You can also pass the --output argument to output to a file instead. Doing this will also output sourcemaps, which you can use to trace where the code came from.

    check-side-effects ./path/to/library/module.js --output side-effects.js
 is a great way to visualize source map locations.

    Below is a list of all available CLI options:

    --help                        Show the help message.
    --cwd                         Override working directory to run the process in.
    --output                      Output the bundle to this path. Useful to trace the sourcemaps.
    --property-read-side-effects  Assume there are side effects from property reads. [Default: true]
    --resolve-externals           Resolve external dependencies. [Default: false]
    --print-dependencies          Print all the module dependencies. [Default: false]
    --use-build-optimizer         Run Build Optimizer over all modules. [Default: true]
    --use-minifier                Run minifier over the final bundle to remove comments. [Default: true]
    --warnings                    Show all warnings. [Default: false]
    --test                        Read a series of tests from a JSON file. [Default: false]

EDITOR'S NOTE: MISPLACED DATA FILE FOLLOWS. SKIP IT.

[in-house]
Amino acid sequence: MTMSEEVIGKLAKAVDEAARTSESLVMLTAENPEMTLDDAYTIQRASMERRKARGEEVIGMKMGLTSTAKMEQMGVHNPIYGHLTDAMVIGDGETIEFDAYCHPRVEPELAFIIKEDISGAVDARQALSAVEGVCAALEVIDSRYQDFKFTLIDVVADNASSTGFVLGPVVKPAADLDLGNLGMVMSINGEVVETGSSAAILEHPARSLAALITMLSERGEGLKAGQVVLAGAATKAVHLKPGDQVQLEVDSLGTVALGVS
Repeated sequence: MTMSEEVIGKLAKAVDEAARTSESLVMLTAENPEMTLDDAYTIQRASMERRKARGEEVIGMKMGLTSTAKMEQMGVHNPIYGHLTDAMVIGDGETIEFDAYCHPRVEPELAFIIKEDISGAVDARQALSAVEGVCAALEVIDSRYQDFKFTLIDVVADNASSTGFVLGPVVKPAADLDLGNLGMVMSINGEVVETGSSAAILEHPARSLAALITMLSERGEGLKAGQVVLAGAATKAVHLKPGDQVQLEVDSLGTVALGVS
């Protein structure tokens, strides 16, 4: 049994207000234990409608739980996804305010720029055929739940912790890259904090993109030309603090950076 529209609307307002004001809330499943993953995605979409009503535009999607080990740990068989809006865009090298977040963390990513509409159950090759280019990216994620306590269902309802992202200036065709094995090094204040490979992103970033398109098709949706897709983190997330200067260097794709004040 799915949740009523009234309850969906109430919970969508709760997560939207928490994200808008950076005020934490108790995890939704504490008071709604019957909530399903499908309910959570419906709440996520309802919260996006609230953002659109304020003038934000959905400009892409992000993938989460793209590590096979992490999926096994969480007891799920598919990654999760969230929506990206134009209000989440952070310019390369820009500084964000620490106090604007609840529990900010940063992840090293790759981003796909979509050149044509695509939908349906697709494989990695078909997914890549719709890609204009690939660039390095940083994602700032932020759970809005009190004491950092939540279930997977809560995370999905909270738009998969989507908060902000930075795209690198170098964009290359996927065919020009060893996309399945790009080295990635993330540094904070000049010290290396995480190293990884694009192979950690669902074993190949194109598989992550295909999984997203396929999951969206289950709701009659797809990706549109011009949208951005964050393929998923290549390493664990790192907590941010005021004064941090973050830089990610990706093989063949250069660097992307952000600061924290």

Test mode

    If you want to check against expected side effects you can use the check-side-effects --test side-effects.json option, where side-effects.json has the format below:

      "tests": [
          "esModules": "./path/to/library/module.js",
          "options": {},
          "expectedOutput": "./path/to/expected-output.js"
    • esModules accepts a string or array of strings
    • expectedOutput is a path to the expected output.
    • options accept the same options as the CLI, but in Camel Case.

    You can also pass the --update flag to update the expected outputs for failing tests.

    API usage

    You can also use this tool via the JavaScript API.

    This API provides you with more options than the CLI usage.

    import { checkSideEffects } from './checker';
    const cwd = process.cwd
    const opts = {
      cwd = process.cwd(),
      esModules, // string or string array
      propertyReadSideEffects = true,
      globalDefs = {},
      sideEffectFreeModules = [''], // empty string assumes all modules are side effect free.
      resolveExternals = false,
      printDependencies = false,
      useBuildOptimizer = true,
      useMinifier = true,
      warnings = false,
    const result = await checkSideEffects(opts);

    TSLint rules

    You can find a TSLint rule to detect toplevel property access in the tslint-no-toplevel-property-access npm package.

    You can use it by adding the path below to rulesDirectory and the no-toplevel-property-access rule. Path fragments to include are optional and, if omitted, all TS files will be checked.

      "rulesDirectory": [
      "rules": {
        "no-toplevel-property-access": [

    Developing on this repository

    To build, run npm run build.

    To test, run npm run test. If you need to update the test snapshots, run cd test && npm test -- --update.

    To release, run npm run release <release-type> where <release-type> is one of patch, minor or major.




    npm i check-side-effects